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Binh Tan fish sauce - a Nha Trang specialty

Binh Tan is an age-old village next to the estuary of the same name in present-day Vinh Truong Ward in Nha Trang City. For a hundred years, the villagers here have earned their living with nuoc mam (fish sauce).

Nuoc mam is to Vietnamese cooking what salt is to Western and soy sauce to Chinese cooking. It is used as a condiment and is an essential in practically all recipes.

One interesting characteristic of fish sauce is that it loses its fishy, pungent odor once other ingredients are added to it. Together with chili and carrot slices, it is often used as a dipping.

The other characteristics of fish sauce are precisely its fishy smell and salty flavor. And especially its pervasive, raw smell is what visitors to Binh Tan first notice.

Stopping at the bustling fishing wharf of Vinh Truong, you see hundreds of people busy with unloading fish from the ships docked at the wharf. Ca com, or anchovy fish, is the main ingredient to make nuoc mam in Binh Tan.

Ngoc Hoai, a woman who has been making fish sauce for 30 years, says Nha Trang has many anchovy fish, and nuoc mam made from the fish caught in the region tastes different from elsewhere in Vietnam.

A house where nuoc mam is made is called nha thung (house of barrels) because of the large wooden barrels, in which the sauce is prepared and which are everywhere in the house.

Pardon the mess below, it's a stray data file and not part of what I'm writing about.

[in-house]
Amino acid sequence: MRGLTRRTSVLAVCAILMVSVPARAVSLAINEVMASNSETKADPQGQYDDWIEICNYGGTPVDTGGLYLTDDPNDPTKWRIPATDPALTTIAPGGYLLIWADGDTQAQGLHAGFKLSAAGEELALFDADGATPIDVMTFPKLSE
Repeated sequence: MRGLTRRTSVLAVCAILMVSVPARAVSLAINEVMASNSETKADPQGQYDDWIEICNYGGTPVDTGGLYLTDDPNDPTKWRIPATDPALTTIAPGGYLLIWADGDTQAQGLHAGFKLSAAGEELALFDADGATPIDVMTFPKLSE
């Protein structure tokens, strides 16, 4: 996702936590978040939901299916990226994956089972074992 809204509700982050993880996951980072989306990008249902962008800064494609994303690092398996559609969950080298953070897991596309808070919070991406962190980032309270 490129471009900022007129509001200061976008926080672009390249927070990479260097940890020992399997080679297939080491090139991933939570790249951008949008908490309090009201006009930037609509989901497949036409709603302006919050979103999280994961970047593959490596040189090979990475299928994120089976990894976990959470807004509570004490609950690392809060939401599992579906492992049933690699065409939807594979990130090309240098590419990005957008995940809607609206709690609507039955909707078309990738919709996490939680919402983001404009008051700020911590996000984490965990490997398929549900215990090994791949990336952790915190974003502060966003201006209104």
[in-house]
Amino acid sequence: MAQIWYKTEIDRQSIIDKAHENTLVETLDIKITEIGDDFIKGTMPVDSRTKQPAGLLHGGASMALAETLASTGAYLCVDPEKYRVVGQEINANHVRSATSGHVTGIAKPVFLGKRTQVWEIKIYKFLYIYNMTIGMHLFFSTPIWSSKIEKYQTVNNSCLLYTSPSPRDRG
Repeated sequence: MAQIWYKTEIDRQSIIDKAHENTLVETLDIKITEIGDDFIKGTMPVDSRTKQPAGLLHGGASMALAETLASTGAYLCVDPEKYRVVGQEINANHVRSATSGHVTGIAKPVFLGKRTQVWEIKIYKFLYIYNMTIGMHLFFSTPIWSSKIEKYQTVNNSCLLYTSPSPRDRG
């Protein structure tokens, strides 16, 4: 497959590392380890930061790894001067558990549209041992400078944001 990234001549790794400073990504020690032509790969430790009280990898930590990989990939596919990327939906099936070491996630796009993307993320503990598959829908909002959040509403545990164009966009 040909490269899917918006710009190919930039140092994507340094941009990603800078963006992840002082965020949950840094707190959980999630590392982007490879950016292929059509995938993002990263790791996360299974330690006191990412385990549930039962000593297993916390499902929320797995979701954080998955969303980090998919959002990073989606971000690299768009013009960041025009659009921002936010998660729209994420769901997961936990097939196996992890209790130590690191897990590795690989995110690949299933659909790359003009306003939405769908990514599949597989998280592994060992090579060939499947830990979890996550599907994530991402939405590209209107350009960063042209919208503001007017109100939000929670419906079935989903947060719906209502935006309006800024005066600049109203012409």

Some barrels are so big that they can hold hundreds of kilograms of fish. The barrels are usually made from wood of such trees as bang lang, sen or chieu lieu, whose trunks range in diameter from 60 to 100 centimeters.

The timber is split into four-to-five-centimeter-thick sheets, which are dried thoroughly and then assembled into round or oval barrels, each fastened with four or five bamboo ropes.

To make the ropes, bamboo is submerged in a creek, river or pond for two to three months and then split into two-to-three-centimeter strands. Ten to 20 of those are plaited together to make the rope.

Any cracks or holes in the barrel, excluding the essential draining hole at the bottom, are filled with a mixture of otter oil, resin, sawdust and cajuput. The barrel then has to dry for at least one week.

Then the actual task begins. To make nuoc mam, people usually mix fresh anchovy fish with salt based on a 1:1 ratio, meaning for one bowl of fish, you add one bowl of salt.

After the fish is washed, it and the salt are placed in alternating layers to fill the barrel. The barrel is sealed and left for a minimum of six months so that the mixture can ferment.

The first liquid that comes out is known as nuoc mam song (raw fish sauce). The cloudy nuoc mam song later is poured back into the barrel.

The next liquid that drips out of the barrel is called nuoc mam nhi. The dark yellow liquid has an average protein concentration of 36% and is considered to have the best quality.

Divers also use nuoc mam nhi to keep warm and ward off colds. After taking the nuoc mam nhi, people put more salt into the barrel to produce category-two nuoc mam.

The technique of preparing nuoc mam in Binh Tan has changed in recent years. Many of the more than 200 families now making fish sauce in the village have replaced the old wooden barrels with cement tanks to shorten the time for fermentation.

However, the flavor of nuoc mam remains unchanged. Many fish sauce makers in the village have become popular under their registered tradenames, such as Chin Tuy, Nha Trang, Hai Viet, Ngoc Hoai and Ngoc Hai.

And to spread the essential sauce, nuoc mam from Binh Tan is available at shops selling specialties of Nha Trang so that tourists can bring it to many other regions and countries.

(22 / 06 -SGT)

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